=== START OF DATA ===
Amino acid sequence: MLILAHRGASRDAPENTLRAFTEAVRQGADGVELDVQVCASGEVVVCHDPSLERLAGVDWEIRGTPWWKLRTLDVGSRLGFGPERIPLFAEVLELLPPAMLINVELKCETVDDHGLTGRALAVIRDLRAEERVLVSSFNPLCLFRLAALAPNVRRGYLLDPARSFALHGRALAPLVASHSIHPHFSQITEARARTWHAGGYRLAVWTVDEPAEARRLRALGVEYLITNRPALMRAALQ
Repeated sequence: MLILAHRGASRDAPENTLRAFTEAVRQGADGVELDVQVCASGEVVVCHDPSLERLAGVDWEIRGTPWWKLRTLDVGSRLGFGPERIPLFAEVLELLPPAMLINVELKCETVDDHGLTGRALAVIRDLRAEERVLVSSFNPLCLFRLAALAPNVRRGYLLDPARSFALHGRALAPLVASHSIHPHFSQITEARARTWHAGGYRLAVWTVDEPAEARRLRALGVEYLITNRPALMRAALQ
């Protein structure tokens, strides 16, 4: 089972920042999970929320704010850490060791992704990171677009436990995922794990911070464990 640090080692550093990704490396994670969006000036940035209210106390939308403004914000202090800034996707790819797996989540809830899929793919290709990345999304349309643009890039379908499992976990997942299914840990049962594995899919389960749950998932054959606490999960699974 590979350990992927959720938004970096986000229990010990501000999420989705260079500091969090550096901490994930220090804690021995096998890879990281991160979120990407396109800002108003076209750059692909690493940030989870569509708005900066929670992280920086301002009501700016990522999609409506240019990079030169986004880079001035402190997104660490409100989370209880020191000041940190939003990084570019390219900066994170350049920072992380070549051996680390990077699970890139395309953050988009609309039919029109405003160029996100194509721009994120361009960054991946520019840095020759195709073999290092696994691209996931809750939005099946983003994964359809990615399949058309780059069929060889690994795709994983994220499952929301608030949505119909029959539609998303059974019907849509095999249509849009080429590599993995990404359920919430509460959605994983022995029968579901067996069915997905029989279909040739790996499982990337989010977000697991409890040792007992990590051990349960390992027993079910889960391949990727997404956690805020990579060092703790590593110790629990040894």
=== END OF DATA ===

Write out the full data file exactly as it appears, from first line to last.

Amino acid sequence: MLILAHRGASRDAPENTLRAFTEAVRQGADGVELDVQVCASGEVVVCHDPSLERLAGVDWEIRGTPWWKLRTLDVGSRLGFGPERIPLFAEVLELLPPAMLINVELKCETVDDHGLTGRALAVIRDLRAEERVLVSSFNPLCLFRLAALAPNVRRGYLLDPARSFALHGRALAPLVASHSIHPHFSQITEARARTWHAGGYRLAVWTVDEPAEARRLRALGVEYLITNRPALMRAALQ
Repeated sequence: MLILAHRGASRDAPENTLRAFTEAVRQGADGVELDVQVCASGEVVVCHDPSLERLAGVDWEIRGTPWWKLRTLDVGSRLGFGPERIPLFAEVLELLPPAMLINVELKCETVDDHGLTGRALAVIRDLRAEERVLVSSFNPLCLFRLAALAPNVRRGYLLDPARSFALHGRALAPLVASHSIHPHFSQITEARARTWHAGGYRLAVWTVDEPAEARRLRALGVEYLITNRPALMRAALQ
């Protein structure tokens, strides 16, 4: 089972920042999970929320704010850490060791992704990171677009436990995922794990911070464990 640090080692550093990704490396994670969006000036940035209210106390939308403004914000202090800034996707790819797996989540809830899929793919290709990345999304349309643009890039379908499992976990997942299914840990049962594995899919389960749950998932054959606490999960699974 590979350990992927959720938004970096986000229990010990501000999420989705260079500091969090550096901490994930220090804690021995096998890879990281991160979120990407396109800002108003076209750059692909690493940030989870569509708005900066929670992280920086301002009501700016990522999609409506240019990079030169986004880079001035402190997104660490409100989370209880020191000041940190939003990084570019390219900066994170350049920072992380070549051996680390990077699970890139395309953050988009609309039919029109405003160029996100194509721009994120361009960054991946520019840095020759195709073999290092696994691209996931809750939005099946983003994964359809990615399949058309780059069929060889690994795709994983994220499952929301608030949505119909029959539609998303059974019907849509095999249509849009080429590599993995990404359920919430509460959605994983022995029968579901067996069915997905029989279909040739790996499982990337989010977000697991409890040792007992990590051990349960390992027993079910889960391949990727997404956690805020990579060092703790590593110790629990040894």